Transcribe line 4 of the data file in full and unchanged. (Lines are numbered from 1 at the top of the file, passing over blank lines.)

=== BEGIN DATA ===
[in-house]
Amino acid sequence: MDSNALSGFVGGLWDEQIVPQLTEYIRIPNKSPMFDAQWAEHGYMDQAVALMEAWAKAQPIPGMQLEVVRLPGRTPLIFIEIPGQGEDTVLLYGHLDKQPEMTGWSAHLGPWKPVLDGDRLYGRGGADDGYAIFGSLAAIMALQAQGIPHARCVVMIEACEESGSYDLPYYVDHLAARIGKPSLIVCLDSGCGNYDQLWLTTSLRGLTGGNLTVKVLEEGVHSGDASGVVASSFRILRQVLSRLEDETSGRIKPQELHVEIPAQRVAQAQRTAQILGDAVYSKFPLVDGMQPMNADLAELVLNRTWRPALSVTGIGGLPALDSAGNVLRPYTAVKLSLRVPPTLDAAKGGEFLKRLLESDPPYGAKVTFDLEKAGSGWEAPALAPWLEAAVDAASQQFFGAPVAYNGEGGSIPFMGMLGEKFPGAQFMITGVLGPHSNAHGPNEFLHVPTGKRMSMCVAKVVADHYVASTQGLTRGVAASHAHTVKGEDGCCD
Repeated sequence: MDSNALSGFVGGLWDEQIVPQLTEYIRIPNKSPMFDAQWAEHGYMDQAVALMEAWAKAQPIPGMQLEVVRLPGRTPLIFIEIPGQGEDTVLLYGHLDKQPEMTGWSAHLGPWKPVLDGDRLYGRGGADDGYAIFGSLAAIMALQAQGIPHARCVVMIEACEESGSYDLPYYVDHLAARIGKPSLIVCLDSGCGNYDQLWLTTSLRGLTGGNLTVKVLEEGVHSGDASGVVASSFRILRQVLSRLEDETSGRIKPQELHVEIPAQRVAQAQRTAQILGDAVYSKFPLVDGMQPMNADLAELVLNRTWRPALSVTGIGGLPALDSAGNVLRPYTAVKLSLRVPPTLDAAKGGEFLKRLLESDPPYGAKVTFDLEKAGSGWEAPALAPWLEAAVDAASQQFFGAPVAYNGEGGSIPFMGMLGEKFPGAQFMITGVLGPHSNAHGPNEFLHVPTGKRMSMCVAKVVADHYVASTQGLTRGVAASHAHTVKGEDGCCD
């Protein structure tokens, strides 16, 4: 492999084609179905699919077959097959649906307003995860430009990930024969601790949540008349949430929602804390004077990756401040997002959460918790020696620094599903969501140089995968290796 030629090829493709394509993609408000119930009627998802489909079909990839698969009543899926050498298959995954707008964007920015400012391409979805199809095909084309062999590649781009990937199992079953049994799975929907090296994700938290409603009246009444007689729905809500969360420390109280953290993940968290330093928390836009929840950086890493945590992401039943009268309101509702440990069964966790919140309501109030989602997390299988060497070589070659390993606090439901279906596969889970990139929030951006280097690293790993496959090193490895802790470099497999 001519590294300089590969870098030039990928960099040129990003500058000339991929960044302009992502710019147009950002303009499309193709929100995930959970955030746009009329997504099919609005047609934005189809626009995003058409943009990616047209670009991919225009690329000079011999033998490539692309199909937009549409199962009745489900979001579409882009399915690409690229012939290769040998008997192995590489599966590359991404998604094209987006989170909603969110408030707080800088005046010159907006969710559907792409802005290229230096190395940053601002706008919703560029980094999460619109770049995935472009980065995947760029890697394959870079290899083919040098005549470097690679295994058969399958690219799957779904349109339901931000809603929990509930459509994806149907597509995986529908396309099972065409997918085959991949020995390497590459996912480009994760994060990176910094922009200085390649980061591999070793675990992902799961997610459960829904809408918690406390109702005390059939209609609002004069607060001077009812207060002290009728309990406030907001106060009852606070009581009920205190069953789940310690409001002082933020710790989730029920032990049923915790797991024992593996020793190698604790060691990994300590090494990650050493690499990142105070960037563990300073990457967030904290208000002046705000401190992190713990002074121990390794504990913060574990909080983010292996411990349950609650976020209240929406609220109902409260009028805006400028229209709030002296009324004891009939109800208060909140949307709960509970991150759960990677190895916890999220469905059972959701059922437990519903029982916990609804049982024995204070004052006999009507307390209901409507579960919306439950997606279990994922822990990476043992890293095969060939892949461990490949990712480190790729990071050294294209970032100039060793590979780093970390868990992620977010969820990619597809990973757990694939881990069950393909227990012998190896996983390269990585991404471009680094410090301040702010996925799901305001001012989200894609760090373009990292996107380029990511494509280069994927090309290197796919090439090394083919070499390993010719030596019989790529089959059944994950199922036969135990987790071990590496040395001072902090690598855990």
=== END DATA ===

């Protein structure tokens, strides 16, 4: 492999084609179905699919077959097959649906307003995860430009990930024969601790949540008349949430929602804390004077990756401040997002959460918790020696620094599903969501140089995968290796 030629090829493709394509993609408000119930009627998802489909079909990839698969009543899926050498298959995954707008964007920015400012391409979805199809095909084309062999590649781009990937199992079953049994799975929907090296994700938290409603009246009444007689729905809500969360420390109280953290993940968290330093928390836009929840950086890493945590992401039943009268309101509702440990069964966790919140309501109030989602997390299988060497070589070659390993606090439901279906596969889970990139929030951006280097690293790993496959090193490895802790470099497999 001519590294300089590969870098030039990928960099040129990003500058000339991929960044302009992502710019147009950002303009499309193709929100995930959970955030746009009329997504099919609005047609934005189809626009995003058409943009990616047209670009991919225009690329000079011999033998490539692309199909937009549409199962009745489900979001579409882009399915690409690229012939290769040998008997192995590489599966590359991404998604094209987006989170909603969110408030707080800088005046010159907006969710559907792409802005290229230096190395940053601002706008919703560029980094999460619109770049995935472009980065995947760029890697394959870079290899083919040098005549470097690679295994058969399958690219799957779904349109339901931000809603929990509930459509994806149907597509995986529908396309099972065409997918085959991949020995390497590459996912480009994760994060990176910094922009200085390649980061591999070793675990992902799961997610459960829904809408918690406390109702005390059939209609609002004069607060001077009812207060002290009728309990406030907001106060009852606070009581009920205190069953789940310690409001002082933020710790989730029920032990049923915790797991024992593996020793190698604790060691990994300590090494990650050493690499990142105070960037563990300073990457967030904290208000002046705000401190992190713990002074121990390794504990913060574990909080983010292996411990349950609650976020209240929406609220109902409260009028805006400028229209709030002296009324004891009939109800208060909140949307709960509970991150759960990677190895916890999220469905059972959701059922437990519903029982916990609804049982024995204070004052006999009507307390209901409507579960919306439950997606279990994922822990990476043992890293095969060939892949461990490949990712480190790729990071050294294209970032100039060793590979780093970390868990992620977010969820990619597809990973757990694939881990069950393909227990012998190896996983390269990585991404471009680094410090301040702010996925799901305001001012989200894609760090373009990292996107380029990511494509280069994927090309290197796919090439090394083919070499390993010719030596019989790529089959059944994950199922036969135990987790071990590496040395001072902090690598855990």